All mosquito rearing was done at 28 °C. 4–7 days old A. aegypti (from Poza Rica, Mexico, kindly provided by Greg Ebel, CSU) were fed with warmed sheep blood (Colorado Serum Company). No additional blood meals were given for the entire study period. After feeding for an hour at room temperature, engorged females were separated in cardboard containers. A 65-mm petri dish containing water-soaked cotton covered with a wet coffee filter paper was placed inside the jar for laying eggs. All mosquitoes, both control and blood fed, were maintained with 10% sucrose and reared identically.
Ovary samples were collected on days 3, 10, and 20 PBM. Ovary dissection was carried out in sterile 1X phosphate buffered saline and stored immediately at -80 °C until RNA isolation. Ovaries were collected from about 25 mosquitoes for each time point. Eggs, if present, were removed from the ovaries before collection. Total RNA was isolated using the mirVana miRNA isolation kit (Invitrogen) then treated with Turbo DNase followed by inactivation of the DNase using the supplied DNase inactivation reagent following the manufacturer’s suggestions. rRNA was depleted using the Illumina Ribo-Zero gold kit. Prior to library preparation, mosquito total RNA was quality checked using an Agilent Fragment Analyzer and Qubit Fluorescence (Invitrogen). RNA libraries were prepared following the Illumina Stranded total RNA library prep kit with Ribo-Zero Gold protocol. Following library concentration and quality control, final libraries were pooled to 10 nM and the concentration of the pool was determined using the Kapa Biosystems Universal qPCR kit. After dilution and denaturing, the pooled library was loaded onto a NovaSeq6000 S1 flow cell (PE200) for sequencing. Library preparation and sequencing were done with three biological replicates at the University of Buffalo Genomics and Bioinformatics Core. A total of 19 samples were sequenced. Eighteen samples from three biological replicates (Replicates 1, 2, and 4). There was room for an additional sample; we included a day 3 blood-fed sample from another replicate (Replicate 3). The raw sequences were subjected to quality check by FastQC.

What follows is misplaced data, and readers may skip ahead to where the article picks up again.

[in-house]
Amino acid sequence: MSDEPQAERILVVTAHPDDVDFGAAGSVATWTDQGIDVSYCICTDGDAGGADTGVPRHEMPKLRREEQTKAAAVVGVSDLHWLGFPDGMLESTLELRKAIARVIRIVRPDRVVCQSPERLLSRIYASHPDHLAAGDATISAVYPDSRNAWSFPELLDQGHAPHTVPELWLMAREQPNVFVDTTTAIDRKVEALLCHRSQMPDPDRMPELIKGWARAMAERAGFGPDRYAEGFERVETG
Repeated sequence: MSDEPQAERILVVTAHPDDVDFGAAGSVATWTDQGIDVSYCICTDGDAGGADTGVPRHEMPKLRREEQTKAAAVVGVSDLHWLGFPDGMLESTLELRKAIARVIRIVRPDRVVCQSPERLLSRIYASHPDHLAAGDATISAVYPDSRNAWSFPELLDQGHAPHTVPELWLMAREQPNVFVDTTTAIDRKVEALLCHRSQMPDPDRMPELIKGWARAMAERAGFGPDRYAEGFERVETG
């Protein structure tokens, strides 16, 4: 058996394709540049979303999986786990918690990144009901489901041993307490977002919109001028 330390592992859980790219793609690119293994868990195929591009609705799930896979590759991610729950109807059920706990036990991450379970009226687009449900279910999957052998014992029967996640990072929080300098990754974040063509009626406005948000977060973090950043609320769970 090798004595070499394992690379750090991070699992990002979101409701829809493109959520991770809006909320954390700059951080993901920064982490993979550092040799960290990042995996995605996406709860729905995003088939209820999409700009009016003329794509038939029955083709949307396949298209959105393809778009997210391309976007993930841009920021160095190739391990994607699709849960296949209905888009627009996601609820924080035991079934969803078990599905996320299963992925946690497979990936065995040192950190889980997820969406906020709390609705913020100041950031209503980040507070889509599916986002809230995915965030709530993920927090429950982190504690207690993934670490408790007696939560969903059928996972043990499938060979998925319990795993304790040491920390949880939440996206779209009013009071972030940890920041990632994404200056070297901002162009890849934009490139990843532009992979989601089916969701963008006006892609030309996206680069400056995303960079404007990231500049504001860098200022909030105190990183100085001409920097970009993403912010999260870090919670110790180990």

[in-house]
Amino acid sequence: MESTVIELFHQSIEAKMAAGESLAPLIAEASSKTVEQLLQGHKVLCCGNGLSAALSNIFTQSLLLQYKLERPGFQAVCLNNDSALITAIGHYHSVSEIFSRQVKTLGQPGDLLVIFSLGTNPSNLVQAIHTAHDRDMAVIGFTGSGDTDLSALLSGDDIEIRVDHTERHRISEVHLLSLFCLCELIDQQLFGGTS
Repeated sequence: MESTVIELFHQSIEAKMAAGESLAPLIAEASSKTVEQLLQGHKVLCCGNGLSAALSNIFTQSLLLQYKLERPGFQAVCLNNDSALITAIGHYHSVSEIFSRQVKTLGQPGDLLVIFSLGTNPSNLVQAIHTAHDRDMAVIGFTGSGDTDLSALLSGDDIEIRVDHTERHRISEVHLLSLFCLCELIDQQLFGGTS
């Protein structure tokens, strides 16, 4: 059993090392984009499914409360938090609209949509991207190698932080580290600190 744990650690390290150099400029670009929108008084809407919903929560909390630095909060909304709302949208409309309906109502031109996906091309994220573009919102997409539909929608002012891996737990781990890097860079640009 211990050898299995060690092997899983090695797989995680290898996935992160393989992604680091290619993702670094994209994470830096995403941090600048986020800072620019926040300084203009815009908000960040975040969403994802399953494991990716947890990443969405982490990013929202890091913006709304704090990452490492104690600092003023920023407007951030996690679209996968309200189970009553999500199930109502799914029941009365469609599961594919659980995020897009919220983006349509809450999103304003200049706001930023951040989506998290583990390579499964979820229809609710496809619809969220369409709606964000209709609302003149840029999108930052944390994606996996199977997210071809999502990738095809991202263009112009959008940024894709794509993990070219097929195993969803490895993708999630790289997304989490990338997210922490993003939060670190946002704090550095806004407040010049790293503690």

RNA-Seq data analysis
Qiagen CLC genomics workbench v.20 was used for bioinformatics analysis in this study. Compressed FASTQ files were extracted, trimmed, and filtered using the default parameters of the modified Mott trimming algorithm as implemented in CLC. Differential gene expression analyses were performed using the proprietary RNAseq analyses module as implemented in Qiagen CLC genomics workbench using the default parameters. The CLC RNAseq workflow uses multi-factorial statistics based on a negative binomial Generalized Linear Model (GLM) to determine statistically supported differentially expressed genes between treatments. More specifically, reads were mapped to the VectorBase reference genome (Aedes aegypti L 5.0) with mismatch, insertion, and deletion costs parameters set at 2, 3, and 3, respectively, with a length fraction of 0.8 in mapping parameter, where 80% of the nucleotides in a read must be aligned to the reference genome. Principal component analysis (PCA) was used for quality control, tissue contamination, problems with experimental design, and to visualize variation between expression analysis samples. Venn diagram and volcano plot were generated on the CLC workbench.
Functional annotation and gene ontology analysis were carried out using the Blast2go Plug-in tool of the CLC workbench. We used blast (SwissProt) and InterProscan to reveal the gene ontology term for the A. aegypti transcripts obtained from VectorBase (Aedes-aegypti- LVP_AGWG_TRANSCRIPTS_AaegL5.2.fa.gz). Fisher’s exact test was used to categorize the DEGs into Biological process, Molecular function, and Cellular components.